We’ve been doing lots of fun science work around here! This is turning out to be a very fun topic for my kids because there are SO MANY real-life examples to use that it feels important and relevant to them. They did a really great job and had a lot of fun. Today I bring the first of a few installments about our basics of physical science lessons.
Like all homeschool unit studies, we begin with a large pile of library books. It always surprises me which ones they enjoy the best. This time, they really loved this skinny little paperback we found called, Why Doesn’t The Earth Fall Up? by Vicki Cobb. The book takes you through the basics of motion and Newton’s three laws. It includes ideas for how to put them to the test, and lots of history, too. My kids were amazed to learn they were wrong when they predicted the heavier baseball would land before a marble when dropped at the same time.
After discussing gravity and the moon, orbit and centrifugal force, we moved on to pendulums. I sent the kids outside to experiment with the swings. I asked them to give the empty swing a big push and time how long it would swing before changing direction. Then I asked them to time a small push and tell me what they found. Again, they were delighted and amazed to learn that the times were the same. They went back out to experiment with really big pushes, teensy pushes, pushes with bodies in the swings, etc. I think the message sunk in!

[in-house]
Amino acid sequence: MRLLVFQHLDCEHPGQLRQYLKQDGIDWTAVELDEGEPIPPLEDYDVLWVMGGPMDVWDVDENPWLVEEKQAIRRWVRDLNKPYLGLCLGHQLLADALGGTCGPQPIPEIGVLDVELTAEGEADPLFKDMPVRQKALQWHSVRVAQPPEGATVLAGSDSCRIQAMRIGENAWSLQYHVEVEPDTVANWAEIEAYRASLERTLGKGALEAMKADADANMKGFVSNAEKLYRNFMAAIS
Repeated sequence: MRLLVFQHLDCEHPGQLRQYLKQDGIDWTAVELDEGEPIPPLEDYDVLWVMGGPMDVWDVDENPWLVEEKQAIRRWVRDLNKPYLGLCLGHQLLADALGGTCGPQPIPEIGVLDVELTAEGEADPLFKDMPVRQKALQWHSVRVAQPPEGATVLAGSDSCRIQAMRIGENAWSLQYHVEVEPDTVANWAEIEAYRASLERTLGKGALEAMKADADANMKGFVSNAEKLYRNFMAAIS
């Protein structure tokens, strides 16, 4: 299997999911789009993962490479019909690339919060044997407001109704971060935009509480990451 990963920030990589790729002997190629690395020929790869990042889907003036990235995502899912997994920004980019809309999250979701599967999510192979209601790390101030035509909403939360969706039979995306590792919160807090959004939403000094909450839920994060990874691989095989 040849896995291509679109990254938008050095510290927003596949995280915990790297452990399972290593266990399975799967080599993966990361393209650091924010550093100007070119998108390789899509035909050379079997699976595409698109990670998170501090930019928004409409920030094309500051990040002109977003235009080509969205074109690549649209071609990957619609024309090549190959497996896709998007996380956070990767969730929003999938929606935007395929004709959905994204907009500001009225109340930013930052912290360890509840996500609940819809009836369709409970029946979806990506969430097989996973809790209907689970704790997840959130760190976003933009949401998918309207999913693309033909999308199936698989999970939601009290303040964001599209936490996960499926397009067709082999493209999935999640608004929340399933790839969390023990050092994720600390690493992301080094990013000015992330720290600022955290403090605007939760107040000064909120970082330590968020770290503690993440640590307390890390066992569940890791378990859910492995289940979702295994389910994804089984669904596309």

When they came back in we started on simple machines; the inclined plane and the wedge. Although they seemed to think of the concept of an inclined plane as obvious, we did a little experiment to illustrate the work differential of a very steep ramp and a lower one.
Afterwards, I asked them to try to think of some other types of inclined planes. They had a hard time thinking of anything other than ramps so I wrapped a triangular piece of paper (an inclined plane) around a pen and showed them:
They immediate saw a screw, which is also a wedge so it was a great segway. I also pointed out a road winding up a mountain and we discussed screw jacks, as well. Finally, I introduced levers and told them we would do more with that tomorrow!
One thought on “Physics Week, Part 1:”
Sarah, not only do you have awesome projects, your descriptions of them make *me* want to do them with you!